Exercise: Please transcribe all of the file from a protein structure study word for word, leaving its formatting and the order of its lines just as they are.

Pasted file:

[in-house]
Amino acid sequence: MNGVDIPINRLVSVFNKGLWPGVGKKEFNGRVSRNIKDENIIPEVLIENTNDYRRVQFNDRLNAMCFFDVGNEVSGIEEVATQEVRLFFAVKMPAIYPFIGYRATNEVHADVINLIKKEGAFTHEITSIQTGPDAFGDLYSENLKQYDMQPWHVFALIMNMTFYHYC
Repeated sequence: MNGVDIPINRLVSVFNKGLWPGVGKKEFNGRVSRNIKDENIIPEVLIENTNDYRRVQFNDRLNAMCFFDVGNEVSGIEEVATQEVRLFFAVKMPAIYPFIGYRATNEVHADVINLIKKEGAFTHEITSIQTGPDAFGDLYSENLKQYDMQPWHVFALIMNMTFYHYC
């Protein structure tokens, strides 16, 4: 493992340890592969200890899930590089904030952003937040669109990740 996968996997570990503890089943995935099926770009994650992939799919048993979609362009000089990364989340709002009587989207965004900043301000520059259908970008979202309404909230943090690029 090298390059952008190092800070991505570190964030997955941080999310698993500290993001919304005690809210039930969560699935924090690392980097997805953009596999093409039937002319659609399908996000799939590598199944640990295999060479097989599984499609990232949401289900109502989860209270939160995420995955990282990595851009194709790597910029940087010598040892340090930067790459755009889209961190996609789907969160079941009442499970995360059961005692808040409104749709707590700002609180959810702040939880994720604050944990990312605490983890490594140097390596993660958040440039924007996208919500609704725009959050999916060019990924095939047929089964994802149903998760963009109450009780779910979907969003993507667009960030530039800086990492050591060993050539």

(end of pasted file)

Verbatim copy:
[in-house]
Amino acid sequence: MNGVDIPINRLVSVFNKGLWPGVGKKEFNGRVSRNIKDENIIPEVLIENTNDYRRVQFNDRLNAMCFFDVGNEVSGIEEVATQEVRLFFAVKMPAIYPFIGYRATNEVHADVINLIKKEGAFTHEITSIQTGPDAFGDLYSENLKQYDMQPWHVFALIMNMTFYHYC
Repeated sequence: MNGVDIPINRLVSVFNKGLWPGVGKKEFNGRVSRNIKDENIIPEVLIENTNDYRRVQFNDRLNAMCFFDVGNEVSGIEEVATQEVRLFFAVKMPAIYPFIGYRATNEVHADVINLIKKEGAFTHEITSIQTGPDAFGDLYSENLKQYDMQPWHVFALIMNMTFYHYC
């Protein structure tokens, strides 16, 4: 493992340890592969200890899930590089904030952003937040669109990740 996968996997570990503890089943995935099926770009994650992939799919048993979609362009000089990364989340709002009587989207965004900043301000520059259908970008979202309404909230943090690029 090298390059952008190092800070991505570190964030997955941080999310698993500290993001919304005690809210039930969560699935924090690392980097997805953009596999093409039937002319659609399908996000799939590598199944640990295999060479097989599984499609990232949401289900109502989860209270939160995420995955990282990595851009194709790597910029940087010598040892340090930067790459755009889209961190996609789907969160079941009442499970995360059961005692808040409104749709707590700002609180959810702040939880994720604050944990990312605490983890490594140097390596993660958040440039924007996208919500609704725009959050999916060019990924095939047929089964994802149903998760963009109450009780779910979907969003993507667009960030530039800086990492050591060993050539």